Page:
Yardeni's chart on the bull-bear dance is a metrical analog to the stat-based explication of John Williams. Since 2008 there have been only brief periods when there was not a volatile intermixture of bull and bear. Underlying economic weakness and an imposed political mono-culture make it difficult to be bullish on America. Given systemic problems, investors must proceed like scouts in the woods. It is what the times give us. The consumer comfort index on February 22, remains at minus 35, far below its 2007 level and even farther below that of 2000. Naturally it is above March 2009 but a new normal of crushed hopes has been impressed on people as the index remains historically low. This abridgment of hope breaks down a humane society into more manageable units leading into a new impoverished order.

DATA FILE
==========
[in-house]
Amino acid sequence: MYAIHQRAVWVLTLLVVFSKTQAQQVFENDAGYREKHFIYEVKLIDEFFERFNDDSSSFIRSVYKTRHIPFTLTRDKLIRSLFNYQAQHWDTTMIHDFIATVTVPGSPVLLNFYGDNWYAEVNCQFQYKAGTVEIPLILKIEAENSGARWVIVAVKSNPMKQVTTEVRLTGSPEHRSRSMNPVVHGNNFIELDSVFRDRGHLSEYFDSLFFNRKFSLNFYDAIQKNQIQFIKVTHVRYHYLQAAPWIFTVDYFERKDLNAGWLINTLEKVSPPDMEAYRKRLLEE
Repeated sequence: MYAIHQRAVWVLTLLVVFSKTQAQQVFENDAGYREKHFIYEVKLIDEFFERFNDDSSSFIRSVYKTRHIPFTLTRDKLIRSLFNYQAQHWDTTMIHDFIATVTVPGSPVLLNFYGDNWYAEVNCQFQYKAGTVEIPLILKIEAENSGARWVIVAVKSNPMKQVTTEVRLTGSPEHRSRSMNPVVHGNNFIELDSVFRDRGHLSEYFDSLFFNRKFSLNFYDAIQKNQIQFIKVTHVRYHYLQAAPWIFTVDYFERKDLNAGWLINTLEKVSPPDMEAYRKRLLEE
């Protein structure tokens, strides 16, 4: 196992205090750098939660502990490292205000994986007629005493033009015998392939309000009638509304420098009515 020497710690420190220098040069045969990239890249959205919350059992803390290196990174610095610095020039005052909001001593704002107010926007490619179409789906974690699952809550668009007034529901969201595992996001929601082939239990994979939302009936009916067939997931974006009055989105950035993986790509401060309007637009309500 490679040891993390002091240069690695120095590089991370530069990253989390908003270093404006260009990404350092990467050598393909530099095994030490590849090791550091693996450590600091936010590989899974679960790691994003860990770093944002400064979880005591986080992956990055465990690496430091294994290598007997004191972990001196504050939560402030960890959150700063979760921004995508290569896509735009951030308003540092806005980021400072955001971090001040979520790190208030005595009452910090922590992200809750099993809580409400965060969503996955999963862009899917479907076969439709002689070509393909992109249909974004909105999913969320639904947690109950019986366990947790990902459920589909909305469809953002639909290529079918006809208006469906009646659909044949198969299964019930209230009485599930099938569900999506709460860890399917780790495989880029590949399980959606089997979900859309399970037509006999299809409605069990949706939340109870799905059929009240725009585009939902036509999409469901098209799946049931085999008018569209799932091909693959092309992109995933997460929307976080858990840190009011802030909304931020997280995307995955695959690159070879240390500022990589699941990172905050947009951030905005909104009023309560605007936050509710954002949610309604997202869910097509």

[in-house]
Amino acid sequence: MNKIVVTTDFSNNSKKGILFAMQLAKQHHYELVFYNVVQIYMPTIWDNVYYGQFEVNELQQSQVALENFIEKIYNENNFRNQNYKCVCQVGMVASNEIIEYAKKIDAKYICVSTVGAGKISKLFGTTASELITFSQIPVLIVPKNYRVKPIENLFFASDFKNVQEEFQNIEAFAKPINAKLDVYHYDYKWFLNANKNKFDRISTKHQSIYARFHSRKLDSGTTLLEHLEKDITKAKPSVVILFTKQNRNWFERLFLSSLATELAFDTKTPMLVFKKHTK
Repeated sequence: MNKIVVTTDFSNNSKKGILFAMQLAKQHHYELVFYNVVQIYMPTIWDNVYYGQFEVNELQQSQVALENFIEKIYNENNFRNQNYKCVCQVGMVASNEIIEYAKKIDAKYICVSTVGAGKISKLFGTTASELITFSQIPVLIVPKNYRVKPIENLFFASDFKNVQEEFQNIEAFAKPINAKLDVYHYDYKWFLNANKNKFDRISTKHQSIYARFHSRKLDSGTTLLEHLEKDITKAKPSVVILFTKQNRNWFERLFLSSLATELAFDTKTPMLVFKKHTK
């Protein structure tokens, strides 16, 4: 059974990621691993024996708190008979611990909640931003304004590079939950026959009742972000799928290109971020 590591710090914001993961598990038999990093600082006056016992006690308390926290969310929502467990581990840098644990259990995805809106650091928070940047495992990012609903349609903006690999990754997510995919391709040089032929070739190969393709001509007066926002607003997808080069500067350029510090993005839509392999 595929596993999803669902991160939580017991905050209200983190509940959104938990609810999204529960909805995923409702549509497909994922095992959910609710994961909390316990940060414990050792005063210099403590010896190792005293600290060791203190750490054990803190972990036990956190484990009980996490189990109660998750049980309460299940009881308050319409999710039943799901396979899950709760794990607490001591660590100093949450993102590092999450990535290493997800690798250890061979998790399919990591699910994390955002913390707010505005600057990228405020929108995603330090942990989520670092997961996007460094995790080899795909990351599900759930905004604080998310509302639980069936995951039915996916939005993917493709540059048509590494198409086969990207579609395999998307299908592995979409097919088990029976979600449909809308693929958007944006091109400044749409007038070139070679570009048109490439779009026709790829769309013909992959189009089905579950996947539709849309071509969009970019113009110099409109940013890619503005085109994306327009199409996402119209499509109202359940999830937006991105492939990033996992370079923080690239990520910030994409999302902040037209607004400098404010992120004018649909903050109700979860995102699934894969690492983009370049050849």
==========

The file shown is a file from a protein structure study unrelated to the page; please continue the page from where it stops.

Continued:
Marc Faber, Felix Zulauf and Williams believe there soon will be or perhaps already is a plateau in the indices. A rise likely will continue for several months before the gap between reality, enthusiasm and government stimulation declares itself in a 5-8% correction. Williams believes this correction will expose the de facto double-dip recession America has been in for two years. In the economy as opposed to the markets it is not clear that we ever exited the great recession.